413

Successful operative management of an intact second trimester abdominal pregnancy with additional preoperative selective catheter embolization and postoperative methotrexate therapy  

PubMed Central

Summary Background Abdominal pregnancy is a rare condition that may lead to severe complications. Case Report The authors report the case of a 17-week intact abdominal pregnancy diagnosed in the course of an investigation of lower abdominal pain. Ultrasonography and MR examination revealed an intact abdominal pregnancy. Subsequent angiography was performed to occlude the supportive artery of the pregnancy by selective embolization. The pregnancy was terminated safely by laparotomy a day later. The placenta was left in the abdominal cavity because of the high risk of massive and often uncontrollable bleeding, and treatment with methotrexate was applied postoperatively. Conclusions Preoperative embolization and the postoperative methotrexate therapy facilitate the safe surgical treatment of abdominal pregnancy.

Demendi, Csaba; Langmar, Zoltan; Banhidy, Ferenc; Borzsonyi, Balazs; Csatlos, Eva; Joo, Jozsef Gabor

2011-01-01

414

[Wrist pain].  

PubMed

Acute or chronic wrist pain is a relatively frequent complaint that may involve all age groups. The pain may be of osseous, articular, periarticular, neurologic, vascular origin, or be referred from the cervical spine, shoulder or elbow. The diagnosis should be oriented by a precise history and clinical examination. More specialised exams will be required according to clinical findings. Psychosocial and environmental influences need to be taken into consideration. PMID:17233497

Sadowski, M; Della Santa, D

2006-12-20

415

Micromanaging Abdominal Aortic Aneurysms  

PubMed Central

The contribution of abdominal aortic aneurysm (AAA) disease to human morbidity and mortality has increased in the aging, industrialized world. In response, extraordinary efforts have been launched to determine the molecular and pathophysiological characteristics of the diseased aorta. This work aims to develop novel diagnostic and therapeutic strategies to limit AAA expansion and, ultimately, rupture. Contributions from multiple research groups have uncovered a complex transcriptional and post-transcriptional regulatory milieu, which is believed to be essential for maintaining aortic vascular homeostasis. Recently, novel small noncoding RNAs, called microRNAs, have been identified as important transcriptional and post-transcriptional inhibitors of gene expression. MicroRNAs are thought to “fine tune” the translational output of their target messenger RNAs (mRNAs) by promoting mRNA degradation or inhibiting translation. With the discovery that microRNAs act as powerful regulators in the context of a wide variety of diseases, it is only logical that microRNAs be thoroughly explored as potential therapeutic entities. This current review summarizes interesting findings regarding the intriguing roles and benefits of microRNA expression modulation during AAA initiation and propagation. These studies utilize disease-relevant murine models, as well as human tissue from patients undergoing surgical aortic aneurysm repair. Furthermore, we critically examine future therapeutic strategies with regard to their clinical and translational feasibility.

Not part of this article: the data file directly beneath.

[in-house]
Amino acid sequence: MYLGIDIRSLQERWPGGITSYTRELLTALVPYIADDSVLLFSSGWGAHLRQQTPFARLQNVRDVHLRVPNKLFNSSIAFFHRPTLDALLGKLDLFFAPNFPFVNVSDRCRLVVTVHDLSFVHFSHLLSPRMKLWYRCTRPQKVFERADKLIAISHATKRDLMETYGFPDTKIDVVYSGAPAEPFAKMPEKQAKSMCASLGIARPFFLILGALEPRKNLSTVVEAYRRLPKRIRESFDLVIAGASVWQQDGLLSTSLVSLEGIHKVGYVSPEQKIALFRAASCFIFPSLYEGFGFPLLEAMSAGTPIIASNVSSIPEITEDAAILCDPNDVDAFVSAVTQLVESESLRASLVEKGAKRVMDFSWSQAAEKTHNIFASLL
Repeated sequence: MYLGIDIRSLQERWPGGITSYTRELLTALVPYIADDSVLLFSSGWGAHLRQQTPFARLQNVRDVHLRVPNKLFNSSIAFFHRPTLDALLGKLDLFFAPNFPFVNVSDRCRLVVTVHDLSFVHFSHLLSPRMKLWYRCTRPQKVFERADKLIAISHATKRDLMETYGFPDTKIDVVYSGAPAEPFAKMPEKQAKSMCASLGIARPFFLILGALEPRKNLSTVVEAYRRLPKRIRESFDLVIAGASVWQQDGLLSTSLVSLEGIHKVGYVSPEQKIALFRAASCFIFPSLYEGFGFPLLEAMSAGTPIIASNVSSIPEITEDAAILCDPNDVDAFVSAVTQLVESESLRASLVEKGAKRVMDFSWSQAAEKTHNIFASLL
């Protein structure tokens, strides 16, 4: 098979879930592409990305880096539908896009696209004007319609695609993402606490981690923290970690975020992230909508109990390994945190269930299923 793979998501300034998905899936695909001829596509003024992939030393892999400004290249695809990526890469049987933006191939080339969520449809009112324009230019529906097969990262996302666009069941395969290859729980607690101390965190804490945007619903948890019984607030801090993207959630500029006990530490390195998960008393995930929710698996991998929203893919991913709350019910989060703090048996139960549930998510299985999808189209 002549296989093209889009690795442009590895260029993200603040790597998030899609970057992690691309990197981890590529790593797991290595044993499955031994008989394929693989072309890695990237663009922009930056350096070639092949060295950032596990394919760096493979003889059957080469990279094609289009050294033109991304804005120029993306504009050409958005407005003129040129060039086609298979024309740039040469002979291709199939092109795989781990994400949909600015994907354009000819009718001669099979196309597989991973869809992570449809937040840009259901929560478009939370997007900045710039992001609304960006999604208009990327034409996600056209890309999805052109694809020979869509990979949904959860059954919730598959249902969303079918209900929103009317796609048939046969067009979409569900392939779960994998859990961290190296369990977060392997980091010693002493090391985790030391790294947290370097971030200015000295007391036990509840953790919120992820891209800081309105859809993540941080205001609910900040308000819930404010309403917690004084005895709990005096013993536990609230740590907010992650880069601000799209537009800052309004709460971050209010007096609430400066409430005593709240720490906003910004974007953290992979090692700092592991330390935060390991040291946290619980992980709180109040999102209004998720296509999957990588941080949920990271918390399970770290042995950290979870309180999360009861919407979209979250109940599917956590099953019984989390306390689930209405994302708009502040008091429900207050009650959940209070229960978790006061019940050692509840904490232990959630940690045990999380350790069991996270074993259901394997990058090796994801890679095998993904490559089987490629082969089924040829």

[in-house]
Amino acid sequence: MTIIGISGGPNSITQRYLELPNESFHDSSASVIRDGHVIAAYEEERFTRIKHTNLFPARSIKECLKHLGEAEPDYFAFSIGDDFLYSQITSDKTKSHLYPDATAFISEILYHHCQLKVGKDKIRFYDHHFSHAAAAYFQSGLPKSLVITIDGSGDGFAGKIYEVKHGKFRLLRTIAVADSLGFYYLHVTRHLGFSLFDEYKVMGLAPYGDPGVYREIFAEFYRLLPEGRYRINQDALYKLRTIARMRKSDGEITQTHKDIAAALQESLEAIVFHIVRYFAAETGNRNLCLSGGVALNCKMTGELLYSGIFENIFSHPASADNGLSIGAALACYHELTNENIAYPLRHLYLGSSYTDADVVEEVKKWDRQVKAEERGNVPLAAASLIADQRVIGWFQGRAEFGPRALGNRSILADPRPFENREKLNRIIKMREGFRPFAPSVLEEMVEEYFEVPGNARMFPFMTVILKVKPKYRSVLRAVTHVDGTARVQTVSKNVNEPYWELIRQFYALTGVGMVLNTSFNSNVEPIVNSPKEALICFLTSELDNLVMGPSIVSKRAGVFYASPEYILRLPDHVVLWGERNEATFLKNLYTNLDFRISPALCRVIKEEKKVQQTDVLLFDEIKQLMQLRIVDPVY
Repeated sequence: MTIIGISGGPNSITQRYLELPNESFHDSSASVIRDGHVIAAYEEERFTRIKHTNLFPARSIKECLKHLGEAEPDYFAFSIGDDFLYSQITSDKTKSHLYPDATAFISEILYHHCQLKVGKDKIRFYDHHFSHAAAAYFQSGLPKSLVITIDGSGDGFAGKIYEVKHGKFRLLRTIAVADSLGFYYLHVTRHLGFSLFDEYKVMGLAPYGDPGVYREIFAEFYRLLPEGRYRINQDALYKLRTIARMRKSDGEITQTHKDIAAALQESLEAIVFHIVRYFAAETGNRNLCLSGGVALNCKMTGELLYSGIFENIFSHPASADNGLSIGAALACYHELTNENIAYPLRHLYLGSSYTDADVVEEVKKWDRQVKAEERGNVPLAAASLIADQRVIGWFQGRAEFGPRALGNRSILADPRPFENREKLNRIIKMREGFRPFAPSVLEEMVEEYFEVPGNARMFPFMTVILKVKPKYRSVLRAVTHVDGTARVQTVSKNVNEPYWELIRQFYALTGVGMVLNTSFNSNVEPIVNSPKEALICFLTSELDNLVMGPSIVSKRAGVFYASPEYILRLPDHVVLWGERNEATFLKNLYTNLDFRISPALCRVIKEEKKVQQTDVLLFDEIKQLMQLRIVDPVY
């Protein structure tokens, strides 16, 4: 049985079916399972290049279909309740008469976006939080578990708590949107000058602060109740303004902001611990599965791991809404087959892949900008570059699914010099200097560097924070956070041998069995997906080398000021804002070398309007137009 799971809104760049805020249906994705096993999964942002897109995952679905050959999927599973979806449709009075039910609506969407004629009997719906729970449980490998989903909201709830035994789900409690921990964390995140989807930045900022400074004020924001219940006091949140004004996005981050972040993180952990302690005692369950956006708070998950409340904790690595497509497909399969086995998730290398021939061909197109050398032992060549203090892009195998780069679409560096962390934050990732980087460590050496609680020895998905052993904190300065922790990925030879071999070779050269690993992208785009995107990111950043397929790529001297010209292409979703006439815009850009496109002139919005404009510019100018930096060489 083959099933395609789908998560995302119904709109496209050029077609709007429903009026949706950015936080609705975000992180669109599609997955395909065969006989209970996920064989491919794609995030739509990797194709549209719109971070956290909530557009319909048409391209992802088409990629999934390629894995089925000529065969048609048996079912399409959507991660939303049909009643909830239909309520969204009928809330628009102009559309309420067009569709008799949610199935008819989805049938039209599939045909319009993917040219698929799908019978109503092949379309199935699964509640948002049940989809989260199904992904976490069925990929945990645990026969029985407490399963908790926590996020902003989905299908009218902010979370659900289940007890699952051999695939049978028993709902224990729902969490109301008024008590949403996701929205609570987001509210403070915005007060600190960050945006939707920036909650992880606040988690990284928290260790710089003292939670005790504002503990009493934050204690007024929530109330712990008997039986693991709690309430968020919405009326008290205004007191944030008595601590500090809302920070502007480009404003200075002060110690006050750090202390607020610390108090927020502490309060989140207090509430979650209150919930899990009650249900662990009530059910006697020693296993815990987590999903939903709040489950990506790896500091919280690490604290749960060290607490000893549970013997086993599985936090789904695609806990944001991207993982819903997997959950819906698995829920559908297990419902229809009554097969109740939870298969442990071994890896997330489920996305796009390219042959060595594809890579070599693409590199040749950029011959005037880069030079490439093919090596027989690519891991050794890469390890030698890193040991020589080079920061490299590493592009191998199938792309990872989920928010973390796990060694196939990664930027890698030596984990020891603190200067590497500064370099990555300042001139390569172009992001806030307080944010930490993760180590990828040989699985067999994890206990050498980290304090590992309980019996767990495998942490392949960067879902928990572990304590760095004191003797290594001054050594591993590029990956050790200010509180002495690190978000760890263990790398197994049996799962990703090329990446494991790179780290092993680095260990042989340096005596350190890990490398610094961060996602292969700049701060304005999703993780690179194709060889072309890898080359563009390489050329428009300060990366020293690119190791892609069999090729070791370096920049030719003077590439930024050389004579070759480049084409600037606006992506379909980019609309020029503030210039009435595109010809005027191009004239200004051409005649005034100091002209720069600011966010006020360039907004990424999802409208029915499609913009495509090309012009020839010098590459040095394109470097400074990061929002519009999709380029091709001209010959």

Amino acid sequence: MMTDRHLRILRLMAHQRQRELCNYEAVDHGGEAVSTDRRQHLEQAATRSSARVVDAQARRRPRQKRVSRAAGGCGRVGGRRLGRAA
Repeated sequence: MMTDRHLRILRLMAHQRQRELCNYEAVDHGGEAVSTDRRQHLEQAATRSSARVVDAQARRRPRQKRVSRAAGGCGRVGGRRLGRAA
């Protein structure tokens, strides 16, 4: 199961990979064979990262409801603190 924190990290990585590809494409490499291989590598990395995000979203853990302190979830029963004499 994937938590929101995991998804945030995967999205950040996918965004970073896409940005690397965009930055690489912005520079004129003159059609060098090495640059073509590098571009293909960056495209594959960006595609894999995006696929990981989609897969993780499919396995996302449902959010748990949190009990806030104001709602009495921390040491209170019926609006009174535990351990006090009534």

Maegdefessel, Lars; Spin, Joshua M.; Adam, Matti; Raaz, Uwe; Toh, Ryuji; Nakagami, Futoshi; Tsao, Philip S.

2013-01-01

416

Ischemic colitis in marathon runners: a case-based review.  

PubMed

In the United States over 450,000 participants finished a marathon in 2002. Some of them will present to an Emergency Department (ED) with a variety of gastrointestinal complaints. The diagnosis of ischemic colitis should be considered in patients who present with bloody diarrhea. We describe three patients who presented to our ED with abdominal pain and bloody diarrhea after a marathon. Gastrointestinal complaints with emphasis on mesenteric ischemia and ischemic colitis are discussed. PMID:16677987

Sanchez, Leon D; Tracy, Jason A; Berkoff, David; Pedrosa, Ivan

2006-04-01

417

Abdominal actinomycosis: a case report.  

PubMed

Actinomycosis is an anaerobic infection caused by actinomycetes, which are part of the normal flora in the intestinal, anal and genital tracts. Although the infection is often cured medically with appropriate antimicrobial therapy, diagnosis is usually made surgically. We report the case of a 41 year-old woman with intra-abdominal mass secondary to extensive actinomycosis involving the hepatic flexura. She required emergency surgery during which the mass was excised. A review of the literature on abdominal actinomycosis during the last 20 years is reported. Emergency surgery has been rarely described in this condition. Although the incidence of actinomycosis has decreased, the abdominal form has been observed with increasing frequency: it could be the result of prolonged use of intra-uterine device. Abdominal actinomycosis is an extremely rare infection that can mimic multiple disease processes and requires accurate diagnosis for successful therapy. PMID:14653043

Coban, A; Yetkin, G; Kebudi, A

2003-10-01

418

Disseminated Intra-Abdominal Hydatidosis  

PubMed Central